Ingestion of iodine doesn’t necessarily equate to complete utilization of iodine.
Meaning you may be able to take in the appropriate amount of iodine through your diet, but that doesn’t mean that you are adequately utilizing the iodine that you ingest or that the iodine you ingest is even being absorbed.
Changes in hormone levels such as estrogen and testosterone can influence the absorption of iodine.
High estrogen inhibits iodine absorption and testosterone increases iodine absorption (9).
Nowadays with the prevalence of insulin resistance many patients are walking around with higher-than-normal estrogen levels and lower-than-normal testosterone levels.
Chemicals that we come into contact with on a daily basis interfere with iodine absorption into the thyroid gland and interfere with thyroid function in peripheral tissues.
This includes compounds like bromide which is found in bread and soft drinks.
And even compounds like perchlorate which is ubiquitous (meaning it’s found all over the place).
Bromide concentrates in the thyroid gland and interferes with proper thyroid hormone production (10) while perchlorates act to decrease iodine entry (11) into the thyroid gland.
This reduction in iodine entry into the thyroid acts to exacerbate insufficient iodine levels in the body and make symptoms worse.
Perchlorates have been found in the following areas in the US: cow’s milk, cucumber, lettuce, soybeans, eggs, and even in prenatal multivitamins.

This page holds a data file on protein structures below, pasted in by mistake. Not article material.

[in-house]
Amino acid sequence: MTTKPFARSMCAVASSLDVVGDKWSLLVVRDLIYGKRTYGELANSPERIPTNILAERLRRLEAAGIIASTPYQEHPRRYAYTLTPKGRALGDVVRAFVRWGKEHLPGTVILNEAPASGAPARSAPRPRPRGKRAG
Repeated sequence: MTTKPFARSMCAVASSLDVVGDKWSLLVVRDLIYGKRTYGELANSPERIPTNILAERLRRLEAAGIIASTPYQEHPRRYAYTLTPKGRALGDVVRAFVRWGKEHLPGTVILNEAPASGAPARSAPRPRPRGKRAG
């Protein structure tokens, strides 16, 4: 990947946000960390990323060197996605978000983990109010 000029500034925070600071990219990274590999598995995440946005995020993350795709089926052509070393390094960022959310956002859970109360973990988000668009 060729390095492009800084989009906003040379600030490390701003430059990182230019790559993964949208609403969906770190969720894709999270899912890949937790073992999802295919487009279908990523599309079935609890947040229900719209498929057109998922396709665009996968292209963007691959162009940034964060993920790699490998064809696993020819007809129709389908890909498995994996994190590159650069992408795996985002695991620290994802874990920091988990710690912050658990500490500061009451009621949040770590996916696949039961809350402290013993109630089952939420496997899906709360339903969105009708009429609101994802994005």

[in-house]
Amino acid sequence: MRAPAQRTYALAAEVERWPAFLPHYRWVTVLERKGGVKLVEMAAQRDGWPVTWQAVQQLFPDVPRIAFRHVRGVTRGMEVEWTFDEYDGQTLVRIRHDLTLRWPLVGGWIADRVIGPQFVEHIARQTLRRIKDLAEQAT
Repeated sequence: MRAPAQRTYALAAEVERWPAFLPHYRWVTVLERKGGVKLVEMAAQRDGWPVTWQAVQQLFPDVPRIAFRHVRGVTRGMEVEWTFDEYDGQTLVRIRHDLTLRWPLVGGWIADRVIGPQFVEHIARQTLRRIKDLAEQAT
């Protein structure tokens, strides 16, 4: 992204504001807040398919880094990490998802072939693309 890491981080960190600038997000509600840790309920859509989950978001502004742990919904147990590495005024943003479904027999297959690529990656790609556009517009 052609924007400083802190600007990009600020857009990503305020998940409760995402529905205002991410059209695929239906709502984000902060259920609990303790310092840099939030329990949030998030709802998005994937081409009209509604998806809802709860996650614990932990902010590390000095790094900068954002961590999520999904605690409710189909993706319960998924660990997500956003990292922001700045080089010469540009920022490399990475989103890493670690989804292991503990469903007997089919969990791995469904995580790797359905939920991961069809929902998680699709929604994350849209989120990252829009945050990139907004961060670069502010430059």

In addition, small amounts have been found in drinking water (12) in communities in the US.
This isn’t meant to scare you, but simply to illustrate how some patients in iodine “replete” environments may ingest sufficient iodine levels through their diet, but may not be utilizing the iodine correctly.
Some physiological states require an increased level of iodine due to increased demand and metabolism of thyroid hormone.
A perfect example of this is in pregnant women and in lactating women (13).
During pregnancy, the child has rapid turnover of thyroid hormone in the thyroid gland which results in an increasing demand for iodine in the mother.
Because of this, it is recommended by the WHO that pregnant women and lactating women get 250 ugs of iodine per day.
This is compared to non-pregnant and non-lactating women who only need 150 ugs of iodine per day:
On the flip side, we can see the average daily consumption of iodine in the US to be slightly less than that.
Studies dating back to 2005-2008 (14) show that the average daily consumption of iodine in the US is 130 ugs per day.
So the demand for iodine in pregnant and lactating women is 250 ug per day and yet the average consumption is 130 ug per day.
This average doesn’t even make it to the daily recommended value of 150 ugs per day.